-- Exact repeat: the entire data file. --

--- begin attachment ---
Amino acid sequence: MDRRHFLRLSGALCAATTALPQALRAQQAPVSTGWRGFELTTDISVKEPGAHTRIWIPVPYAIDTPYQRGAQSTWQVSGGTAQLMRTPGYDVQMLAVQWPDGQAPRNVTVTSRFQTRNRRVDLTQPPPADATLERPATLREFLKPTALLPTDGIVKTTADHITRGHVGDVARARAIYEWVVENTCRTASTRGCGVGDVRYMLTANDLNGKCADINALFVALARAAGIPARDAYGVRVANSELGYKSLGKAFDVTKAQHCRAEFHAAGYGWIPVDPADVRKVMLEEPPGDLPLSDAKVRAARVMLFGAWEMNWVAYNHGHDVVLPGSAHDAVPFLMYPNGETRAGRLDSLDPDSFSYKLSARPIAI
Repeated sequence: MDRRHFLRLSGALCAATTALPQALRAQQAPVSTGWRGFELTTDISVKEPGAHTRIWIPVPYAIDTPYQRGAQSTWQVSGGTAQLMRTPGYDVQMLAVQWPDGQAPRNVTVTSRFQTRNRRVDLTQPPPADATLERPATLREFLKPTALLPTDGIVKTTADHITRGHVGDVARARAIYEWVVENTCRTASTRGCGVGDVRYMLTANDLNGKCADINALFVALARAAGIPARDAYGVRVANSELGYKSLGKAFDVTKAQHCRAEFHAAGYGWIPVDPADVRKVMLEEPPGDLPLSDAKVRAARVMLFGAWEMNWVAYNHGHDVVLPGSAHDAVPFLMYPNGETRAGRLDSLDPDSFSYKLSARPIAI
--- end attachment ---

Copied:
Amino acid sequence: MDRRHFLRLSGALCAATTALPQALRAQQAPVSTGWRGFELTTDISVKEPGAHTRIWIPVPYAIDTPYQRGAQSTWQVSGGTAQLMRTPGYDVQMLAVQWPDGQAPRNVTVTSRFQTRNRRVDLTQPPPADATLERPATLREFLKPTALLPTDGIVKTTADHITRGHVGDVARARAIYEWVVENTCRTASTRGCGVGDVRYMLTANDLNGKCADINALFVALARAAGIPARDAYGVRVANSELGYKSLGKAFDVTKAQHCRAEFHAAGYGWIPVDPADVRKVMLEEPPGDLPLSDAKVRAARVMLFGAWEMNWVAYNHGHDVVLPGSAHDAVPFLMYPNGETRAGRLDSLDPDSFSYKLSARPIAI
Repeated sequence: MDRRHFLRLSGALCAATTALPQALRAQQAPVSTGWRGFELTTDISVKEPGAHTRIWIPVPYAIDTPYQRGAQSTWQVSGGTAQLMRTPGYDVQMLAVQWPDGQAPRNVTVTSRFQTRNRRVDLTQPPPADATLERPATLREFLKPTALLPTDGIVKTTADHITRGHVGDVARARAIYEWVVENTCRTASTRGCGVGDVRYMLTANDLNGKCADINALFVALARAAGIPARDAYGVRVANSELGYKSLGKAFDVTKAQHCRAEFHAAGYGWIPVDPADVRKVMLEEPPGDLPLSDAKVRAARVMLFGAWEMNWVAYNHGHDVVLPGSAHDAVPFLMYPNGETRAGRLDSLDPDSFSYKLSARPIAI